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Right and Left Ventricular Function and Pulmonary Artery Pressure in Patients With Bronchiectasis*
Abdulaziz H. Alzeer, Abdulellah F. Al-Mobeirek, Hadil A. K. Al-Otair, Usama A. F. Elzamzamy, Ismail A. Joherjy and Ahmed S. Shaffi Chest 2008;133;468-473; Prepublished online December 10, 2007; DOI 10.1378/chest.07-1639 The online version of this article, along with updated information and servicescan be found online on the World Wide Web at: http://chestjournal.chestpubs.org/content/133/2/468.full.html

Chest is the official journal of the American College of Chest Physicians. It has been published monthly since 1935. Copyright2008by the American College of Chest Physicians, 3300 Dundee Road, Northbrook, IL 60062. All rights reserved. No part of this article or PDF may be reproduced ordistributed without the prior written permission of the copyright holder. (http://chestjournal.chestpubs.org/site/misc/reprints.xhtml) ISSN:0012-3692

Downloaded from chestjournal.chestpubs.org by guest on August 21, 2011 © 2008 American College of Chest Physicians


Original Research

Right and Left Ventricular Function and Pulmonary Artery Pressure in Patients WithBronchiectasis*
Abdulaziz H. Alzeer, MBBS; Abdulellah F. Al-Mobeirek, MBBS; Hadil A. K. Al-Otair, MBBS, FCCP; Usama A. F. Elzamzamy, MBBS; Ismail A. Joherjy, MBBS; and Ahmed S. Shaffi, PhD

Background: Bronchiectasis may have deleterious effects on cardiac function secondary to pulmonary hypertension (PH). This study was designed to assess cardiac function and determine the prevalence of PH inpatients with cystic and cylindrical bronchiectasis. Methods: A cross-sectional study of patients with bronchiectasis diagnosed by CT scan was conducted at King Khalid University Hospital, Riyadh, Saudi Arabia between December 2005 and January 2007. Pulmonary function tests were performed, arterial blood gas measurements were made, and cardiac function and systolic pulmonary artery pressure(SPAP) were assessed by echocardiography. Results: Of 94 patients (31% men, n 29), 62 patients (66%) had cystic bronchiectasis and 32 patients (34%) had cylindrical bronchiectasis. Right ventricular (RV) systolic dysfunction was observed in 12 patients (12.8%), left ventricular (LV) systolic dysfunction was observed in 3 patients (3.3%), and LV diastolic dysfunction was observed in 11 patients (11.7%);all had cystic bronchiectasis. RV dimensions were significantly greater in the cystic bronchiectasis group, and were positively correlated with SPAP (p < 0.0001) and negatively correlated with PaO2 (p < 0.016). Other hemodynamic variables were not different between groups. PH in 31 patients (32.9%) was significantly greater in patients with cystic bronchiectasis compared with cylindricalbronchiectasis (p 0.04). In cystic bronchiectasis, SPAP was positively correlated with PaCO2 (p 0.001), and inversely correlated with PaO2 (p 0.03), diffusion capacity of the lung for carbon monoxide percentage (p 0.02), and FEV1 (p 0.02). Conclusions: RV systolic dysfunction and PH were more common than LV systolic dysfunction in bronchiectatic patients. LV diastolic dysfunction was mainly seen in severePH. We recommend detailed assessment of cardiac function, particularly LV diastolic function, in patients with bronchiectasis. (CHEST 2008; 133:468–473)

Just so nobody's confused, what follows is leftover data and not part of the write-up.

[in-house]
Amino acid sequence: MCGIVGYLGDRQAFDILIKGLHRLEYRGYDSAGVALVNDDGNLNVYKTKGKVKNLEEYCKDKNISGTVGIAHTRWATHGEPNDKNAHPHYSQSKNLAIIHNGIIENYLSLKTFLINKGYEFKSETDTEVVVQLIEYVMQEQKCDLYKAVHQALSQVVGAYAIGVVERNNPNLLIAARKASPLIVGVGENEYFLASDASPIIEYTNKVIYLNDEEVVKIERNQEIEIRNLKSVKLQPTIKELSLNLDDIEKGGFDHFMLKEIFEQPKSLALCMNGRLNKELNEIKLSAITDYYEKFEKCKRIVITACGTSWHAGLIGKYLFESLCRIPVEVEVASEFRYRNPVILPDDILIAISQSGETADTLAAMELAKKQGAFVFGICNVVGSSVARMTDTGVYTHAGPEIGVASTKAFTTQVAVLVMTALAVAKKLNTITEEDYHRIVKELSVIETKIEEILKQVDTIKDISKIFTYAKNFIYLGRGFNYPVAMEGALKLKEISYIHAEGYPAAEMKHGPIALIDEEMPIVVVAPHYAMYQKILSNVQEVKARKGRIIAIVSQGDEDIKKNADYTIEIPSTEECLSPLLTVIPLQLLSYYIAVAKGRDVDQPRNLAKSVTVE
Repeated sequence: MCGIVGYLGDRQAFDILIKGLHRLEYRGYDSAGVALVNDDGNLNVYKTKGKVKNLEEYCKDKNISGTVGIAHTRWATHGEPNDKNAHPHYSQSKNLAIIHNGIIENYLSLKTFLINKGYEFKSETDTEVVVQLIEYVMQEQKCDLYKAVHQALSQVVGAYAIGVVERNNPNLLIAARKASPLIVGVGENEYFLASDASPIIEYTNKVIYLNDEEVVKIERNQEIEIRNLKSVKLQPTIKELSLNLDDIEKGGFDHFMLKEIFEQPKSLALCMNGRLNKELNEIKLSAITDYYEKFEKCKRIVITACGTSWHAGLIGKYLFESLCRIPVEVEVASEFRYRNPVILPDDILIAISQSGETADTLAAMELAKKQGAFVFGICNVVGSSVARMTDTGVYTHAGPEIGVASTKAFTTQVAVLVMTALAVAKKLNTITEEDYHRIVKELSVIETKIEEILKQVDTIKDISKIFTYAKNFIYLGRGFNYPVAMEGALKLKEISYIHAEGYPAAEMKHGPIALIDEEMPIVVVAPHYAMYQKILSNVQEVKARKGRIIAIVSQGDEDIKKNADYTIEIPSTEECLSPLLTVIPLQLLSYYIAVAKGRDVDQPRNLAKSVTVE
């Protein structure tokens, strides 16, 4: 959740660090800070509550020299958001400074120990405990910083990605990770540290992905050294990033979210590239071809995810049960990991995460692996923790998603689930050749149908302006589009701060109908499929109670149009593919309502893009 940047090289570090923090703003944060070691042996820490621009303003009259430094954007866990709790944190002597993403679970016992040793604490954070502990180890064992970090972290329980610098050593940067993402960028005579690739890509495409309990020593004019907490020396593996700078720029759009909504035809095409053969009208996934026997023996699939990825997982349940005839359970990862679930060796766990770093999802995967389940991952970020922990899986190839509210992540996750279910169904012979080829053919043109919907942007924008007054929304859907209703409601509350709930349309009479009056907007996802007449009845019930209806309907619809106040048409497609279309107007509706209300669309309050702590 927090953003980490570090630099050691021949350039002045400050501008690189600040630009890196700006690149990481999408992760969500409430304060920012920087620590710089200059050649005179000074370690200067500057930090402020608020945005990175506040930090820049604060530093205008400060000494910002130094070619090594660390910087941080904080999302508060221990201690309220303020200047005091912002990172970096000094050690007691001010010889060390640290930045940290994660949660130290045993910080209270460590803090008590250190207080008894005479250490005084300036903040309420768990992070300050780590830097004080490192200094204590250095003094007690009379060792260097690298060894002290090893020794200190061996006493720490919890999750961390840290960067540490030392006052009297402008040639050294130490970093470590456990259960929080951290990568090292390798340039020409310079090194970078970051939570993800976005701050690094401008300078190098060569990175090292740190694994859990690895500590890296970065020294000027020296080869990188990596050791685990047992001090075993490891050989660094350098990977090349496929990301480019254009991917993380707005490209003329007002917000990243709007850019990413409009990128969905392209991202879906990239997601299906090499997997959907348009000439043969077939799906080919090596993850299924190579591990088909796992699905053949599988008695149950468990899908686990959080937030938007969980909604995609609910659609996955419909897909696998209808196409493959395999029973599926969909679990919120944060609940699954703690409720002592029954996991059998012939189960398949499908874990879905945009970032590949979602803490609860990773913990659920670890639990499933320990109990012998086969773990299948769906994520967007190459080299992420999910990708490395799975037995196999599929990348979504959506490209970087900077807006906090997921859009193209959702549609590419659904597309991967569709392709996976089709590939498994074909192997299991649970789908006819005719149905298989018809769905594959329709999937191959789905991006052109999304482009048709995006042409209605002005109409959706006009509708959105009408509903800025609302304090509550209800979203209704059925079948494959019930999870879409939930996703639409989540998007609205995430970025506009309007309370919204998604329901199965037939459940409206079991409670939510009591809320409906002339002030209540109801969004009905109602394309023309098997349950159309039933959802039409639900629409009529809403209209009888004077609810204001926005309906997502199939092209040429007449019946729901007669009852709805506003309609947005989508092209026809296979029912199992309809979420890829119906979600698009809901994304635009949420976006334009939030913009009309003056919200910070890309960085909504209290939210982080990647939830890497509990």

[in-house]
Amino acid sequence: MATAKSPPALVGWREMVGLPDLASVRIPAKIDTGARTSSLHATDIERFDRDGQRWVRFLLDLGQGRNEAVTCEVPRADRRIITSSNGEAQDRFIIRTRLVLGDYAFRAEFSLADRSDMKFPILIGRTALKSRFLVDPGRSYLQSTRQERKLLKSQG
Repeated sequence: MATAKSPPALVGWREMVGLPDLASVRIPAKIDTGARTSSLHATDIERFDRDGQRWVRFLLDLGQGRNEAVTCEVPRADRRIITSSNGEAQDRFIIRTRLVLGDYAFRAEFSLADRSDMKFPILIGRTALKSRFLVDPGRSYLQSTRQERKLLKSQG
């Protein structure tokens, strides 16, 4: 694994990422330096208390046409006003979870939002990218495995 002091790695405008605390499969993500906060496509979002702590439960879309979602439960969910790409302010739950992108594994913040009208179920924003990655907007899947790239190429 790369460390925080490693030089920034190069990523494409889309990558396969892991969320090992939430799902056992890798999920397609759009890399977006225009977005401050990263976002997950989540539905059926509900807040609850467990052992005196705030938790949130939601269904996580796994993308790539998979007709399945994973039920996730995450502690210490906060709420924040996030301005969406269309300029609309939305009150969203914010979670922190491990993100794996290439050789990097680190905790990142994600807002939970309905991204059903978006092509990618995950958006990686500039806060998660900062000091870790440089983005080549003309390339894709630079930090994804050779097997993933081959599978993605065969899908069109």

Key words: bronchiectasis; cardiac function; pulmonary hypertension Abbreviations: CO cardiac output; Dlco diffusion capacity of the lung for carbon monoxide; EDD end-diastolic diameter; FS fractional shortening; LV left ventricular; LVEDD leftventricular end-diastolic diameter; LVEF left ventricular ejection fraction; LVESD left ventricular end-systolic diameter; PH pulmonary hypertension; RA right atrial; RV right ventricular/ventricle; SPAP systolic pulmonary artery pressure; SV stroke volume; TLC total lung capacity

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